Friday, May 10, 2013

Shoshanah Tobesman Freaks Shows and the Disfigured Views in The Man Who Laughs Presentation

Shoshanah Tobesman
19th Century Literature and Culture
Ned Sparrow
Freaks Shows and the Disfigured Views
in The Man Who Laughs

               The attitude of an individual and of a society towards deformity is a cultural product informed by a particular value-system, even though we may expect to discover similarities across time and place. Modern investigations of human deformity identify two main categories of malformation, of which the less severe involves a defective or excessive number of body parts. A freak show is an exhibition of biological rarities, referred to as "freaks of nature." Typical features would be physically unusual humans, such as those uncommonly large or small, those with both male and female secondary sexual characteristics, people with other extraordinary diseases and conditions, and performances that are expected to be shocking to the viewers. Heavily tattooed or pierced people have sometimes been seen in freak shows, as have attention-getting physical performers such as fire-eating and sword-swallowing acts. During the 19th Century, “Freak Shows” and “oddities museums” advertizing these individuals became a commercial wide success. No longer were these people categorized as devils or cursed signs of ill-omen, but instead featured into a more curious eye.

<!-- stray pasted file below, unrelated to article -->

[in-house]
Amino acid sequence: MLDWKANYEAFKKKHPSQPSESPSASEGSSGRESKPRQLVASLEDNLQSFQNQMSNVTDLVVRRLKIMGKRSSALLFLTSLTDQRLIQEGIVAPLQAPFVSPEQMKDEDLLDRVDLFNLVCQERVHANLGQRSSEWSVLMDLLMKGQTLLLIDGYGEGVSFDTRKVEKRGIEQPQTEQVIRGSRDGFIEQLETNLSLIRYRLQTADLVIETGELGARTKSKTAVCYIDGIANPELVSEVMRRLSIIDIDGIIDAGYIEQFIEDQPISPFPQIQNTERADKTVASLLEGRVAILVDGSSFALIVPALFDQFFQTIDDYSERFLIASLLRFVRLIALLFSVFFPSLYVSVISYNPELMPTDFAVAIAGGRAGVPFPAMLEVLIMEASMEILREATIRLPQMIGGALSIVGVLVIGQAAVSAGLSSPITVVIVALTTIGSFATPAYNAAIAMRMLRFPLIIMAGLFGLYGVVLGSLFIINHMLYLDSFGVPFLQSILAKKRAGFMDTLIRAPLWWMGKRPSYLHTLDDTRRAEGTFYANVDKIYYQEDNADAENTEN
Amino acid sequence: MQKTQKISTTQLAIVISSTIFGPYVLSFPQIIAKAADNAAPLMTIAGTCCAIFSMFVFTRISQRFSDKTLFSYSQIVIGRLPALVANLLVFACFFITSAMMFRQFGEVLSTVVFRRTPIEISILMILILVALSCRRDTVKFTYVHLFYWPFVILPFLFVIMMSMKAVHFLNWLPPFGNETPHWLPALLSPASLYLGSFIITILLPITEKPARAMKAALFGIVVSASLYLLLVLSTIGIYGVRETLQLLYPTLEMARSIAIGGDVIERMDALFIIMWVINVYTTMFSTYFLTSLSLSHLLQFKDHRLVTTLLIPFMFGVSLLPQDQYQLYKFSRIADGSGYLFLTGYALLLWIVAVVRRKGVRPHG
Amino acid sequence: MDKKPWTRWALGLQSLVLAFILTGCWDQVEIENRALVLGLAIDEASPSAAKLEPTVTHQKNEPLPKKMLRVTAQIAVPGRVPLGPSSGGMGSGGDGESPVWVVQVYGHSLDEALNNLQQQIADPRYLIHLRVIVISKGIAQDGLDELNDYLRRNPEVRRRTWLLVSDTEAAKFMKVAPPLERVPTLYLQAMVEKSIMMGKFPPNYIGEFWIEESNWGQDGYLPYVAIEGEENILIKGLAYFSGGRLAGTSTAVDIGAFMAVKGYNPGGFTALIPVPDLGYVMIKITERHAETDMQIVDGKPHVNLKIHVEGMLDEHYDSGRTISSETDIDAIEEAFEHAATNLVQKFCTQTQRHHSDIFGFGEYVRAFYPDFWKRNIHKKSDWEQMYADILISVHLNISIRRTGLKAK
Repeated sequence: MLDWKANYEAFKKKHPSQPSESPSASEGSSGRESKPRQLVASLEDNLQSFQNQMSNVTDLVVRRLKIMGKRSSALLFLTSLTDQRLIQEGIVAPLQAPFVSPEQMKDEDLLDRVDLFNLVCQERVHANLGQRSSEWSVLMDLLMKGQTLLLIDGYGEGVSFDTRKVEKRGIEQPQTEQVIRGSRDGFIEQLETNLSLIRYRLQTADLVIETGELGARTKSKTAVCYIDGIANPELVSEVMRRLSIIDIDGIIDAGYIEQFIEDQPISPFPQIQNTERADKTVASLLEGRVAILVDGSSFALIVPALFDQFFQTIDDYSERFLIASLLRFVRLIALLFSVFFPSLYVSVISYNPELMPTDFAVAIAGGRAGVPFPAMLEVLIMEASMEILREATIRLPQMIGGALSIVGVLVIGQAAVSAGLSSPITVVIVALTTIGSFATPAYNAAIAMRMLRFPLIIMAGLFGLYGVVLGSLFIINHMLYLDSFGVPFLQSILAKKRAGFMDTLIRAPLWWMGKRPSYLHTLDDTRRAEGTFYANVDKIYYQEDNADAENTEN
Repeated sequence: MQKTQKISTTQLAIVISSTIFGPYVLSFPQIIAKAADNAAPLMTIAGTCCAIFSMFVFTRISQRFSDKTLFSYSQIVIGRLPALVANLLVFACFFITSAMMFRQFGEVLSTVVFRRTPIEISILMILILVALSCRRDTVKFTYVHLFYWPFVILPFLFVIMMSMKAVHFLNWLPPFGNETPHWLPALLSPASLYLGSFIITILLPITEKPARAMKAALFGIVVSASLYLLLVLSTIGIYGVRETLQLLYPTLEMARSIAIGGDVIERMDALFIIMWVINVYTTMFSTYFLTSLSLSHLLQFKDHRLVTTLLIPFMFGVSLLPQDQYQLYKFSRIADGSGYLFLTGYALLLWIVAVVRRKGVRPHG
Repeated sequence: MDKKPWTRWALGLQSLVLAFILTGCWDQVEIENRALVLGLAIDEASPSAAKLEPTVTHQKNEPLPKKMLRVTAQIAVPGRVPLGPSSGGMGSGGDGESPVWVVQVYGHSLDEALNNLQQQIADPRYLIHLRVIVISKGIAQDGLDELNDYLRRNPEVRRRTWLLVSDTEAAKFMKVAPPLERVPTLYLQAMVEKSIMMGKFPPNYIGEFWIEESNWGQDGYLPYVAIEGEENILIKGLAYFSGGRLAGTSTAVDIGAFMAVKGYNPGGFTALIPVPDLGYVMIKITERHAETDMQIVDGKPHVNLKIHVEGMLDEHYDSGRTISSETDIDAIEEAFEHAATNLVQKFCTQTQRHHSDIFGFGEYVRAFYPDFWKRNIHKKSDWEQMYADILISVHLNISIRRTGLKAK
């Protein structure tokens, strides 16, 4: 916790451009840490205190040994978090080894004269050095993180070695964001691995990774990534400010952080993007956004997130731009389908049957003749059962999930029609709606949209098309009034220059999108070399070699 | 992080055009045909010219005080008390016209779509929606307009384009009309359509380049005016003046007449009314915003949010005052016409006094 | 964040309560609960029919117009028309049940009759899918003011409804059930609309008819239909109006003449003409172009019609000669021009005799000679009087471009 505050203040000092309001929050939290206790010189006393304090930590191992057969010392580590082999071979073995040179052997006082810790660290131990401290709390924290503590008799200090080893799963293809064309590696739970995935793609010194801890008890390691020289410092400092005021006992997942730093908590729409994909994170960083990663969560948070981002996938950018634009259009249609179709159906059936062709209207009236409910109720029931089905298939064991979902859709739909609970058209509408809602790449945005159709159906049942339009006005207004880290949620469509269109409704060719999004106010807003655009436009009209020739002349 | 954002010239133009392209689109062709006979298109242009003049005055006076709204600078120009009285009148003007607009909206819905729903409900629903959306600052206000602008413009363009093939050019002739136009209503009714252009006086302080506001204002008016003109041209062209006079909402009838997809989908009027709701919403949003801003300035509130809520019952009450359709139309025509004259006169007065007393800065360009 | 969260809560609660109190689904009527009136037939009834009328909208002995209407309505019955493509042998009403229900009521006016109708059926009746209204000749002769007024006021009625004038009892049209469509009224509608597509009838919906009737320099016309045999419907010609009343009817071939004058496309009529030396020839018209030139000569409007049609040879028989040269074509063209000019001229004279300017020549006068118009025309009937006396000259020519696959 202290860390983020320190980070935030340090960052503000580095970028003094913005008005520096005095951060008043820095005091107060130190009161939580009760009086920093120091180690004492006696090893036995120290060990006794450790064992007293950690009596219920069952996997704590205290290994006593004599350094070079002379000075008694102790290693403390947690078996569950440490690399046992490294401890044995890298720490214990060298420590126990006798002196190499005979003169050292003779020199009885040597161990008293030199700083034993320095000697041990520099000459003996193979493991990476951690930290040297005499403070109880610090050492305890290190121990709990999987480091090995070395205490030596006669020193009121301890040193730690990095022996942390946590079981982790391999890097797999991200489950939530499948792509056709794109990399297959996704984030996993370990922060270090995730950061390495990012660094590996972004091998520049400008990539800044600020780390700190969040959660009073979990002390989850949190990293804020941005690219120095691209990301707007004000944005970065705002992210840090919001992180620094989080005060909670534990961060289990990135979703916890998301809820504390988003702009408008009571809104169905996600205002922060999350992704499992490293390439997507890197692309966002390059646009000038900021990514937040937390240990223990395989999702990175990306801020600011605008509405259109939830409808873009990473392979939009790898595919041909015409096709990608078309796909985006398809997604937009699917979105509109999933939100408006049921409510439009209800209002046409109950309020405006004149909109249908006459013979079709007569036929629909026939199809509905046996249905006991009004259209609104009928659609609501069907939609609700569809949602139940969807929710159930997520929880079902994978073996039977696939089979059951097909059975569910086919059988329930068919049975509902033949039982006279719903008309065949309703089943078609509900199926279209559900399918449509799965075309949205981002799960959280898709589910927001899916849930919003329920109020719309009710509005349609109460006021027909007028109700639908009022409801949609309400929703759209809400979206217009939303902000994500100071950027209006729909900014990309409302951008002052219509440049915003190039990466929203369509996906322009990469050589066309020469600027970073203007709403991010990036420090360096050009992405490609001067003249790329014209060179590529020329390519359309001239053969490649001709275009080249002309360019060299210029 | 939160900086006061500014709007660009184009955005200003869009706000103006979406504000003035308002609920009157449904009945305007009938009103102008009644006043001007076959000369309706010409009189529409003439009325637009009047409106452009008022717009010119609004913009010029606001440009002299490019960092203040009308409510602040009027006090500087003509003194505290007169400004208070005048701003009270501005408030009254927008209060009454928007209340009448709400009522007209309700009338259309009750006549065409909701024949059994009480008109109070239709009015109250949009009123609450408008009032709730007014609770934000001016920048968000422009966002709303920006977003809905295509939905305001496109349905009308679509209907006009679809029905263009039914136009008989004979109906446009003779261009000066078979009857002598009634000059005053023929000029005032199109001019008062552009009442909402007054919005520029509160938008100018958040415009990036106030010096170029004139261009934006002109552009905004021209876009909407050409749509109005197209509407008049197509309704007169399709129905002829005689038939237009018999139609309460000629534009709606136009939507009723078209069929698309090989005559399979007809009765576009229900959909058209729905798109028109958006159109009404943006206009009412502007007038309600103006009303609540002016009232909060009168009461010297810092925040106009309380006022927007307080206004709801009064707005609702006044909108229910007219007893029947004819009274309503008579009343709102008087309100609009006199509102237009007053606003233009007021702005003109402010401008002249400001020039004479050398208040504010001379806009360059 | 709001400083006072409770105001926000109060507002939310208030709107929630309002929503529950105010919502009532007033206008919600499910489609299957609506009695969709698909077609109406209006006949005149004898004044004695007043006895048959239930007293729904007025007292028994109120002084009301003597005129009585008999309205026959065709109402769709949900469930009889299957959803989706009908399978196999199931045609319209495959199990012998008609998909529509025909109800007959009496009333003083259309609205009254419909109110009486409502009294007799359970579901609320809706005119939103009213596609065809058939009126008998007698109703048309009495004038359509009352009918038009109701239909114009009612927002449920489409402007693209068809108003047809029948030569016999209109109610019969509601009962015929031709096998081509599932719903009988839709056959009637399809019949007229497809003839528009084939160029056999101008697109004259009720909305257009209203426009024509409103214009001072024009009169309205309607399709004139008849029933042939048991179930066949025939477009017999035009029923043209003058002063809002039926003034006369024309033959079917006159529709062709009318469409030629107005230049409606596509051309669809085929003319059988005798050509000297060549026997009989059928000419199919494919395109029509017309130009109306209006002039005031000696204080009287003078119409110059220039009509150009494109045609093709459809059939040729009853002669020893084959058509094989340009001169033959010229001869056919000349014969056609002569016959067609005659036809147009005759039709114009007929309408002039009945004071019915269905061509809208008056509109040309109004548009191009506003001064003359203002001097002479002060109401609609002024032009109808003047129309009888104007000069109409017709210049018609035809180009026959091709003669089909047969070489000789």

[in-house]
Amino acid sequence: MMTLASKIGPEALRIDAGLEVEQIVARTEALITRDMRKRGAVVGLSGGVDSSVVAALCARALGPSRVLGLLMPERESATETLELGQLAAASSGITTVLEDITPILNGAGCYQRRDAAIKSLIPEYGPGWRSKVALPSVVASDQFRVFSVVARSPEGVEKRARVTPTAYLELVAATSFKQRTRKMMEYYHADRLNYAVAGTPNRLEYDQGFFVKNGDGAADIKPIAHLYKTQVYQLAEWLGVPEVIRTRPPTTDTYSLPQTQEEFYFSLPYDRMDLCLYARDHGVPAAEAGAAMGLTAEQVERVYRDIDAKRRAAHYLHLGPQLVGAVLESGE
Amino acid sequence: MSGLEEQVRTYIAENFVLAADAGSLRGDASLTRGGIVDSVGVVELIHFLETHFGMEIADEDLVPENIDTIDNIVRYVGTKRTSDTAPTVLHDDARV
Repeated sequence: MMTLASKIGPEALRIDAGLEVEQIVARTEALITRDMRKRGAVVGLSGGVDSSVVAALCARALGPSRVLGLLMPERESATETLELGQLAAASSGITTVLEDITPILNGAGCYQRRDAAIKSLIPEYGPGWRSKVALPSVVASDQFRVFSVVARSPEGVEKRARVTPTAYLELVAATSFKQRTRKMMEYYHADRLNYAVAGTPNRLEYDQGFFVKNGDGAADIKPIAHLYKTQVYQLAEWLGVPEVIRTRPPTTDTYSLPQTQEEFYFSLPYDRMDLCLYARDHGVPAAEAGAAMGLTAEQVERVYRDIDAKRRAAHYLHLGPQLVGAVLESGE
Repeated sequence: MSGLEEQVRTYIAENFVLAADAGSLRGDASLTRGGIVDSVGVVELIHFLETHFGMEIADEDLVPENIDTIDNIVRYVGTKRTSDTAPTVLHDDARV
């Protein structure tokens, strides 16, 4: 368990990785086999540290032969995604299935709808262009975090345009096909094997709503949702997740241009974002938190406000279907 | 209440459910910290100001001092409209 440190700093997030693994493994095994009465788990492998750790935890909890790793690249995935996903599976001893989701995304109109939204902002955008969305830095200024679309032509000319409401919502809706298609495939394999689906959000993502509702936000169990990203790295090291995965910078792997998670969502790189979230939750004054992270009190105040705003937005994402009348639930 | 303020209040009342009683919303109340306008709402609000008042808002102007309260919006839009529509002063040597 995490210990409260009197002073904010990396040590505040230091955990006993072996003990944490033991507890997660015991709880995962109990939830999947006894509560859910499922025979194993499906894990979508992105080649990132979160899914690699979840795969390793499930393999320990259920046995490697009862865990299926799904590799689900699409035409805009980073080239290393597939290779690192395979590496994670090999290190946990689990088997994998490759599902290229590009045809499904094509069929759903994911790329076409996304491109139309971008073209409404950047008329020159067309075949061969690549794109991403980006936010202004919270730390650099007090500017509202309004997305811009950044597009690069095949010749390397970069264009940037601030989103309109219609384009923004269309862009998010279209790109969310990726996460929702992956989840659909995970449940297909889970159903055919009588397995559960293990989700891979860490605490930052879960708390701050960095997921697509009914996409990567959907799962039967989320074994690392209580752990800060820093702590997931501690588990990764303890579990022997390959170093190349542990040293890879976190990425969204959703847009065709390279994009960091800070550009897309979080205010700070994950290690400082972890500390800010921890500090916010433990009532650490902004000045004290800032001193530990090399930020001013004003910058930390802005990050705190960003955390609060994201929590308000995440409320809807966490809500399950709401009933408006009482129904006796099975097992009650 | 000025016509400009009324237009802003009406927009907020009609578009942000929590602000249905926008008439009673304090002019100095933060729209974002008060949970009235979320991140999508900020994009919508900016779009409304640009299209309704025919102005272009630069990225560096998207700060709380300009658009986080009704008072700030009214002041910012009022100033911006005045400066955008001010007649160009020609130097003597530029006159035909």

Many artists of the 19th Century capitalized on this idea. Victor Hugo had more than once returned to this strategy of write-play to create his visually and metaphorically deep characters and drive his story. Similar to his political views, Hugo often focused on strong characters as a social commentary of the times to govern his writings. It is of no surprise that the author or The Hunchback of Notre Dame would not cease his controversial tellings. 
            Victor Hugo had at the time been exiled from France in 1855 because of his political stances when he wrote some of his best known works, and it can be said that this heavily influenced his writings at the time. Nearly forty years after his publication of The Hunchback, Hugo thrust himself into another politically social-heavy subject in his novel The Man Who Laughs in 1869.